According to Consensus Action for Salt and Health, high blood pressure is the leading global risk factor for mortality, resulting in seven million deaths per year.

     

    WHAT CAN YOU DO ABOUT IT?

    Thanks to LoSalt, a leading reduced sodium salt, for these tips.

  • Get checkups for adults and kids. Think you’re too young to worry about high blood pressure? Our 22-year-old intern has it; fortunately, it was discovered at age 10 in an annual checkup and she learned to watch her salt intake at a young age. According to the American Heart Association, 97% of children eat too much salt, resulting in a predisposition to high blood pressure.
  • Find alternatives to salty snacks. If you wait until you’re 40, your habits will be very hard to break. Children learn from what their parents eat, and this creates a cycle that that is hard to stop.
  • Cut back on processed foods. More than 75% of our sodium intake comes from processed foods—canned, frozen and otherwise prepared; condiments, mixes, pickles, soups, tomato sauce and any prepared meals. Check the labels of products and look for low-sodium versions. Better yet, cook from scratch—dried beans vs. canned beans (which have added sodium), for example, and fresh herbs to add flavor usually filled by the far cheaper salt.
  •  

    seared-yellowfin-tuna-maldon-davidburkefromagerie-230

    It’s not the salt you can see, it’s the salt you can’t see, hidden in purchased foods (prepared foods, packaged foods, restaurant meals). Photo courtesy David Burke Fromagerie.

  • Cut back on salt in your own cooking. Use half as much as recipes require, and see how you feel. Augment with a product like LoSalt (more information below).
  • Cut back on restaurant meals. You’ll never know how much hidden salt is in each dish. Single items sold by fast food restaurants can typically have 2,000 mg of sodium. If you need to eat out for convenience, ask for your protein to be grilled without salt, or head for a plate of sashimi with low-sodium soy sauce or a squeeze of fresh lemon.
  •  

    TIP: WHEN USING LOTS OF SALT IN THE KITCHEN IS A GOOD IDEA

    Salt can be used to extinguish a grease fire. Pour salt on the flames; never use water. We keep a large salt server with kosher salt on our stove to add pinches in cooking, but also to help in a crisis. (Yes, we also have a fire extinguisher.)

    ABOUT LOSALT

    LoSalt, a tasty alternative in the reduced-sodium category, has 66% less sodium than regular salt. This is achieved by using a ratio of 33% sodium chloride and 66% potassium chloride.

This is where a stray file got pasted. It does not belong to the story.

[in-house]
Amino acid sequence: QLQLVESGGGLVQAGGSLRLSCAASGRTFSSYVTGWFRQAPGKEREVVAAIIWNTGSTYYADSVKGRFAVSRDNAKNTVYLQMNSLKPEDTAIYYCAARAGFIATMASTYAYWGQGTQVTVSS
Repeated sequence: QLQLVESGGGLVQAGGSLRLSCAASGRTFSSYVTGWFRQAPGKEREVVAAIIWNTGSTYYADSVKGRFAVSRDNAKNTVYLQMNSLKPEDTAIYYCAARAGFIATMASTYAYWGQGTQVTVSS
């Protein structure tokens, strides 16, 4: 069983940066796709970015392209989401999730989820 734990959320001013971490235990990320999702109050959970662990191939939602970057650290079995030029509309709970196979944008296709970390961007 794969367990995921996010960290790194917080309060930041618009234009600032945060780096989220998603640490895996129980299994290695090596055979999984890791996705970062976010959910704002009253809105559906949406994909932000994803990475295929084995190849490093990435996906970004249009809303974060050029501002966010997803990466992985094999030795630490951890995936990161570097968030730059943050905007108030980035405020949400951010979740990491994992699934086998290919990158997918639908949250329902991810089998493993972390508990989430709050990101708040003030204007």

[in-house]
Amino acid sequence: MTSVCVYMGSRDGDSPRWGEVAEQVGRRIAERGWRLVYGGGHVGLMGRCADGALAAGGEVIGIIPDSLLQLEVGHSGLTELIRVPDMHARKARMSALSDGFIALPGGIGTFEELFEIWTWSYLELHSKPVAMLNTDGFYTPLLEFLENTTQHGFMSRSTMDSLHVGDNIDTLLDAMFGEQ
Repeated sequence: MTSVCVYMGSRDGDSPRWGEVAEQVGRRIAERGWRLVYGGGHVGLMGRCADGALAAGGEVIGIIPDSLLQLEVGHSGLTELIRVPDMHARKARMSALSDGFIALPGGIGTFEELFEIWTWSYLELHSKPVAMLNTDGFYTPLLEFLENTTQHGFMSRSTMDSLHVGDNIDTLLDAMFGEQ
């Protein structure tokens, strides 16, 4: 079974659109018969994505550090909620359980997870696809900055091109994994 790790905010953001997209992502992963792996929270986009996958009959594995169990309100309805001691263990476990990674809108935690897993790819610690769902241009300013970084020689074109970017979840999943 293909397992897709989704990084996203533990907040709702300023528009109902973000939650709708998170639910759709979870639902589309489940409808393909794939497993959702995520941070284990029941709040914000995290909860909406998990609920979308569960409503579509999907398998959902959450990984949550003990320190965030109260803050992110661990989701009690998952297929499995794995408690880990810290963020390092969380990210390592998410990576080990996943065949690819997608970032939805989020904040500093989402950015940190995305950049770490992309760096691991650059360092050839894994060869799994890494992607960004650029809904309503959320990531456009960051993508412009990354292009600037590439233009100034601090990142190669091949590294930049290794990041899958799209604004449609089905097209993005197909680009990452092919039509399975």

As long as you don’t need to avoid extra high levels of potassium (e.g. endocrine or kidney disorders), this natural ingredient is a good filler. Consult with your healthcare advisor to be sure it’s O.K. for you.

    Comments

    TIP OF THE DAY: Try A Flaxseed Mill

    Here’s another way to add “instant nutrition” to your foods, with no more effort than it takes to grind pepper.

    In this case, you’re grinding flaxseed. Why?

    This superfood adds noteworthy nutrition to food (see the health benefits below), so much so that a growing number of consumers have been clamoring for it. An estimated 300 new products with flaxseed were launched in the U.S. and Canada in 2010 alone (the last year for which data is available).

    Flaxseed is appearing in everything from crackers and breads to oatmeal and frozen waffles. The eggs that claim higher levels of omega-3 fatty acids come from chickens who eat flaxseed-enriched feed.

    At home, you can add freshly-ground flaxseed to just about anything: cereal, cottage cheese, dips, eggs, fish, meat and poultry, salad, smoothies, soup, yogurt. It’s easy to add to batter and dough: cakes, cookies, pancakes, pie crusts.

     

    blossom-flax-mill-230

    Better nutrition is just a few grinds away. Photo courtesy Blossom.

     
    The flavor is subtle and nutty. The mill can be kept on the table, right next to the salt and pepper.

    You can use any mill or spice grinder to grind flaxseed for recipes; but the point of a separate flaxseed mill is to use it consistently as you sit down to eat.

    Plus, the ceramic grinder in the Blossom mill (shown in photo) is specifically calibrated to grind tiny seeds, like flaxseed and sesame seed. It’s $24.30 at Amazon.com.

    Then, pick up whole flaxseed at any natural foods store or online.

     

    bobs-red-mill-golden-flaxseed-230

    Buy whole flaxseed at natural food stores.
    Photo courtesy Bob’s Red Mill.

     

    FLAXSEED BENEFITS

    According to Web MD, flaxseed could be considered one of the most potent plant foods on the planet.

    An excellent source of protein, fiber and minerals such as magnesium and copper, its top three benefits are:

  • Fiber, both soluble and insoluble.
  • Lignans, which have both plant estrogen and antioxidant qualities.
  • Omega-3 essential fatty acids, “good” fats that have been shown to have heart-healthy effects.
  • Studies show that flaxseed may help to reduce risk of cancer, diabetes, heart disease and stroke, and diabetes. It’s also a great source of fiber.

    The tiny seed was cultivated in Babylon as early as 3000 B.C.E.

     
    Flash-forward to the 8th century C.E.: King Charlemagne believed so strongly in the health benefits of flaxseed that he passed laws requiring his subjects to consume it. (Hmm…was there a brother-in-law in the flaxseed business?)

    It’s time for a flaxseed revival. King Charlemagne would be pleased.

      

    Comments

    « Previous entries Next Page » Next Page »









    About Us
    Contact Us
    Legal
    Privacy Policy
    Advertise
    Media Center
    Manufacturers & Retailers
    Subscribe
    Interact